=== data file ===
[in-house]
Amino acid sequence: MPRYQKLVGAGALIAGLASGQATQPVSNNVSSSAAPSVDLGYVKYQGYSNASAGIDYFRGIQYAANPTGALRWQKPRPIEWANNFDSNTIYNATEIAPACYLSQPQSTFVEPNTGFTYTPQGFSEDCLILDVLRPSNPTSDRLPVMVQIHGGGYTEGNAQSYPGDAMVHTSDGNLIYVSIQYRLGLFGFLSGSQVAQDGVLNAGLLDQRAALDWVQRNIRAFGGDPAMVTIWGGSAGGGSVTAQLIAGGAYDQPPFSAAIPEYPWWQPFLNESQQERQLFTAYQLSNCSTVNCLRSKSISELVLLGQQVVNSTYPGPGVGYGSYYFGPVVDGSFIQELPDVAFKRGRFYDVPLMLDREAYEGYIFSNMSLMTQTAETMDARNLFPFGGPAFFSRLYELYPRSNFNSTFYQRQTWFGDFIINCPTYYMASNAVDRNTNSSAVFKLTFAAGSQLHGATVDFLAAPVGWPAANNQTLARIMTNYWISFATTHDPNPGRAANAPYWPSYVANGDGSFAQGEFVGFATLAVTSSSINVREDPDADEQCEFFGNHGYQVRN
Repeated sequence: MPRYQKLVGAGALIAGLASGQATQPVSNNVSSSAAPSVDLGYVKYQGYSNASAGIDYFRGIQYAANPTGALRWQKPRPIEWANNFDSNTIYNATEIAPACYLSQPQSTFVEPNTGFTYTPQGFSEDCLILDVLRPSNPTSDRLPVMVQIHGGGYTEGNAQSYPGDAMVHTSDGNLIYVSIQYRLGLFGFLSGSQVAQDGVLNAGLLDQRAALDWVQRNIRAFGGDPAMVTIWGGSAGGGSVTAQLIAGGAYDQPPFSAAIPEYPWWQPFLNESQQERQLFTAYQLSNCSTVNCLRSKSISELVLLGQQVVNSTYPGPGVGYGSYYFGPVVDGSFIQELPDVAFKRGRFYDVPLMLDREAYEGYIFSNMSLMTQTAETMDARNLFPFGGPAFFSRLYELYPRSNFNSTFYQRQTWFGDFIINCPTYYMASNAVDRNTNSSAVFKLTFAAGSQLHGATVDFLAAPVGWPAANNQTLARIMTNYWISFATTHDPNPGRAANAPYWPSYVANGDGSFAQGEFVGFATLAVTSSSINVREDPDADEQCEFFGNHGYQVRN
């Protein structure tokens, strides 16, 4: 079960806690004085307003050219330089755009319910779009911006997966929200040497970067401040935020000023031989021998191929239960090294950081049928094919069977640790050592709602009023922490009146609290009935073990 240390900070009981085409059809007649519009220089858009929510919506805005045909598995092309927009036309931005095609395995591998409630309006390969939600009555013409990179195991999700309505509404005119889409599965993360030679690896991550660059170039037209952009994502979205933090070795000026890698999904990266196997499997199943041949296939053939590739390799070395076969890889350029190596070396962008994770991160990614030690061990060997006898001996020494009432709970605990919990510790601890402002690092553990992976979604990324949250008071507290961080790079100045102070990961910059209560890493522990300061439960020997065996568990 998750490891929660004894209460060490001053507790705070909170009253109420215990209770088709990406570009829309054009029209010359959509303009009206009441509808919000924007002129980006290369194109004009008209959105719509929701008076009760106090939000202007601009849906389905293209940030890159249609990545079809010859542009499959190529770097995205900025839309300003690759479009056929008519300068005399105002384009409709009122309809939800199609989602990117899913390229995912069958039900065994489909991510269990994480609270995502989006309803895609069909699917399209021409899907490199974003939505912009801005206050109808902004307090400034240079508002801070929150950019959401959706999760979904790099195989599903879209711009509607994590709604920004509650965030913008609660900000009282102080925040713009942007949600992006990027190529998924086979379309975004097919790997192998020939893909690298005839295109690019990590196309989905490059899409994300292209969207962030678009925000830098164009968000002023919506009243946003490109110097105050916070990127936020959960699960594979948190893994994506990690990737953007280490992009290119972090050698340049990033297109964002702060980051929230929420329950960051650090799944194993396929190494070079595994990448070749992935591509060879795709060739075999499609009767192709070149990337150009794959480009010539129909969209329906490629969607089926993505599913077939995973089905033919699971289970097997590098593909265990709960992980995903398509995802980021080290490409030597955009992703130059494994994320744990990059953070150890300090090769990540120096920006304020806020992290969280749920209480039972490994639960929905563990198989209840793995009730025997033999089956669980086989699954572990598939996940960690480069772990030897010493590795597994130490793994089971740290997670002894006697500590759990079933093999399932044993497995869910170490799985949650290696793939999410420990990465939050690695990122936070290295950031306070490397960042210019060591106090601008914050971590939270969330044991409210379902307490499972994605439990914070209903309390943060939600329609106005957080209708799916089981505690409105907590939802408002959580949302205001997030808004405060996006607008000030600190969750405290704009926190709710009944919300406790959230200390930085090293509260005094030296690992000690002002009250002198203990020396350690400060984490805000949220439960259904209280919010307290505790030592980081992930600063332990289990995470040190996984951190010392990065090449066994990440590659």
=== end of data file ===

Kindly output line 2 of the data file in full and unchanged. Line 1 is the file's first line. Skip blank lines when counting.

Amino acid sequence: MPRYQKLVGAGALIAGLASGQATQPVSNNVSSSAAPSVDLGYVKYQGYSNASAGIDYFRGIQYAANPTGALRWQKPRPIEWANNFDSNTIYNATEIAPACYLSQPQSTFVEPNTGFTYTPQGFSEDCLILDVLRPSNPTSDRLPVMVQIHGGGYTEGNAQSYPGDAMVHTSDGNLIYVSIQYRLGLFGFLSGSQVAQDGVLNAGLLDQRAALDWVQRNIRAFGGDPAMVTIWGGSAGGGSVTAQLIAGGAYDQPPFSAAIPEYPWWQPFLNESQQERQLFTAYQLSNCSTVNCLRSKSISELVLLGQQVVNSTYPGPGVGYGSYYFGPVVDGSFIQELPDVAFKRGRFYDVPLMLDREAYEGYIFSNMSLMTQTAETMDARNLFPFGGPAFFSRLYELYPRSNFNSTFYQRQTWFGDFIINCPTYYMASNAVDRNTNSSAVFKLTFAAGSQLHGATVDFLAAPVGWPAANNQTLARIMTNYWISFATTHDPNPGRAANAPYWPSYVANGDGSFAQGEFVGFATLAVTSSSINVREDPDADEQCEFFGNHGYQVRN